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    • audreyt4e32c9018

      She can wear what she likes, but the post is commenting on the hypocrisy of it. An Afro is not Gigi’s natural hair texture, and for most black women, it is. It seems silly to me that while black women and girls across America are being discriminated for their hair texture (hair style dress codes in offices, a little girl receiving note from teacher to stop using coconut oil on her hair because it “smells”), a white model gets to mimic the same texture and is seen as cool and innovative and unique. That’s the problem! It’s not that she wears it. It’s that she wears it with ease while black women can’t, even tho it’s their god given hair.

    • audreyt4e32c9018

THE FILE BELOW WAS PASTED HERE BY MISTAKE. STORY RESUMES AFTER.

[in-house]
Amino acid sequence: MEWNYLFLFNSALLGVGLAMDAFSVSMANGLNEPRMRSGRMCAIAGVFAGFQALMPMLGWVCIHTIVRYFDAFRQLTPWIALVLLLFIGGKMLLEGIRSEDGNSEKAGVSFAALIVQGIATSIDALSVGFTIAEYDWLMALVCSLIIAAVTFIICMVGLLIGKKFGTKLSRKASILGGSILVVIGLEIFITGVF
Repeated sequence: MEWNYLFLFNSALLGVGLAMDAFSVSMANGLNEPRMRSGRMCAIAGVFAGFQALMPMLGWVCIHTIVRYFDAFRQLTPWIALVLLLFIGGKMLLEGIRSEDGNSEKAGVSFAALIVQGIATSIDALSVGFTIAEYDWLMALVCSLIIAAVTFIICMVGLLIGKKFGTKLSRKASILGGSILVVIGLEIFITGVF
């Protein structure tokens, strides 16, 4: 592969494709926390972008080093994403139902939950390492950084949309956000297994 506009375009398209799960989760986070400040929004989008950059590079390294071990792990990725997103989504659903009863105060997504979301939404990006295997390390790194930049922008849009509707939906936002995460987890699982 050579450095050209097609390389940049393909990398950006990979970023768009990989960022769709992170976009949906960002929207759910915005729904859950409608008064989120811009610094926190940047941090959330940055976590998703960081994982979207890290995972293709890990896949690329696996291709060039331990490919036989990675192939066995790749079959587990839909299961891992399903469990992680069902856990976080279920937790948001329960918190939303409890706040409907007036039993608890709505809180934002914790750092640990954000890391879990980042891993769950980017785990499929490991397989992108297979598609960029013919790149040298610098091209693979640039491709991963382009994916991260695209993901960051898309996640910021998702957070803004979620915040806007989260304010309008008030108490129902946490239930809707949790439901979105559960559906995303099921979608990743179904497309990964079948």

I think a lot of people are missing the point. Cultural exchange is good! No one is saying that people of another race can’t ever wear or appreciate the styles popularized by black women. They’re merely saying that if you are going to wear these styles or use them in a fashion show, to give credit where credit is due and do so in a way that honors, not mocks. Black culture has existed richly before any of these things were made popular by the mainstream. I understand the author and black women’s frustration because how would you feel if someone took credit for something that meant a lot to you? So much of black fashion is a subtle, covert way of asserting independence from their oppressors, so when the oppressors come in and are like, “omg aren’t my new ‘boxer braids’ so cute?” it’s got to be infuriating. These things go so much deeper. It’s not who can have/wear what. It’s that the group in power is mimicking the non-power group while continuing to oppress them and take credit for their work. Also, some of these are straight mockery. I’m sorry t swift and Katy perry are not interested in lifting up black culture. You can clearly tell by their facial expressions they are trying to be funny, which makes a mockery of real people and real culture. Black people aren’t here for your amusement. Cultural relativity people. Their culture is real. It’s important. And it matters how we interact with it.

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